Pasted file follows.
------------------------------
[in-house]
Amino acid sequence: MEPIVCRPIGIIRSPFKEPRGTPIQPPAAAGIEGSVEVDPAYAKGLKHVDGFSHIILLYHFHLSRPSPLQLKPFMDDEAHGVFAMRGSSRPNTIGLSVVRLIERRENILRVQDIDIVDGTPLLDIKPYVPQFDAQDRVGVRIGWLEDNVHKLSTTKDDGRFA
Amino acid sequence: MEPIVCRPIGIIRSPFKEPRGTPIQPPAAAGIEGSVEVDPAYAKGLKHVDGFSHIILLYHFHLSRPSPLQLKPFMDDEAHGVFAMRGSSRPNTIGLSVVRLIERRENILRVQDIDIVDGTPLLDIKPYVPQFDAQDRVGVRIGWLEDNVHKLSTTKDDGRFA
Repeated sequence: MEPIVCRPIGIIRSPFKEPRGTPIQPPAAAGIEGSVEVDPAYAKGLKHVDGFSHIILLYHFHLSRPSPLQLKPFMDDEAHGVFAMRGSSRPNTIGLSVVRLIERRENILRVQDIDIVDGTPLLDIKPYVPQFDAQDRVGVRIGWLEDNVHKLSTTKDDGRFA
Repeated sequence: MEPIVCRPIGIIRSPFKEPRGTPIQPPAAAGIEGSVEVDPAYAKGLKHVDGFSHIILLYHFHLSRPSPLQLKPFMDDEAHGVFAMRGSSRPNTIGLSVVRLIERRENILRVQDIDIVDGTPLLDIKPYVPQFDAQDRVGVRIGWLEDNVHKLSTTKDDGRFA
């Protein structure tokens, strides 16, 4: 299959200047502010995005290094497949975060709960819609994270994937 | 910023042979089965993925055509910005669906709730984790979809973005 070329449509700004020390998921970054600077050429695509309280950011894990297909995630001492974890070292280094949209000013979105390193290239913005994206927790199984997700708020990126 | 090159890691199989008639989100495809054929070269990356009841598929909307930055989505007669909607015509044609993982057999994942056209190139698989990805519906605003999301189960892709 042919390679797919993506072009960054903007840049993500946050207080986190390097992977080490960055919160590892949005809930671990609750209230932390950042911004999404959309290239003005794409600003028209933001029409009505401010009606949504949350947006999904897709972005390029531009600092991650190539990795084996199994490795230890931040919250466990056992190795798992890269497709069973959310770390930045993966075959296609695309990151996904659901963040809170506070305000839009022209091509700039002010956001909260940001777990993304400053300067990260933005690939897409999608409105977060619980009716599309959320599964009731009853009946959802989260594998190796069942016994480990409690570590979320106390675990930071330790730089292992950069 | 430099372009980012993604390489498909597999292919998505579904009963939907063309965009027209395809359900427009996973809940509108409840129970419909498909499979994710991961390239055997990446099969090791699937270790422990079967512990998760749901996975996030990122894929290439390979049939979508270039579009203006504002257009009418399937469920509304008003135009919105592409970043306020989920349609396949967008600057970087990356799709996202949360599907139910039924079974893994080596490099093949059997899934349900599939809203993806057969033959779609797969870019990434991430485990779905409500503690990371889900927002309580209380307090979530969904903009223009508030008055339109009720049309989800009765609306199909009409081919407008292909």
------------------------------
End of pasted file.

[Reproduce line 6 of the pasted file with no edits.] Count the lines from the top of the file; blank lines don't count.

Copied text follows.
């Protein structure tokens, strides 16, 4: 299959200047502010995005290094497949975060709960819609994270994937 | 910023042979089965993925055509910005669906709730984790979809973005 070329449509700004020390998921970054600077050429695509309280950011894990297909995630001492974890070292280094949209000013979105390193290239913005994206927790199984997700708020990126 | 090159890691199989008639989100495809054929070269990356009841598929909307930055989505007669909607015509044609993982057999994942056209190139698989990805519906605003999301189960892709 042919390679797919993506072009960054903007840049993500946050207080986190390097992977080490960055919160590892949005809930671990609750209230932390950042911004999404959309290239003005794409600003028209933001029409009505401010009606949504949350947006999904897709972005390029531009600092991650190539990795084996199994490795230890931040919250466990056992190795798992890269497709069973959310770390930045993966075959296609695309990151996904659901963040809170506070305000839009022209091509700039002010956001909260940001777990993304400053300067990260933005690939897409999608409105977060619980009716599309959320599964009731009853009946959802989260594998190796069942016994480990409690570590979320106390675990930071330790730089292992950069 | 430099372009980012993604390489498909597999292919998505579904009963939907063309965009027209395809359900427009996973809940509108409840129970419909498909499979994710991961390239055997990446099969090791699937270790422990079967512990998760749901996975996030990122894929290439390979049939979508270039579009203006504002257009009418399937469920509304008003135009919105592409970043306020989920349609396949967008600057970087990356799709996202949360599907139910039924079974893994080596490099093949059997899934349900599939809203993806057969033959779609797969870019990434991430485990779905409500503690990371889900927002309580209380307090979530969904903009223009508030008055339109009720049309989800009765609306199909009409081919407008292909």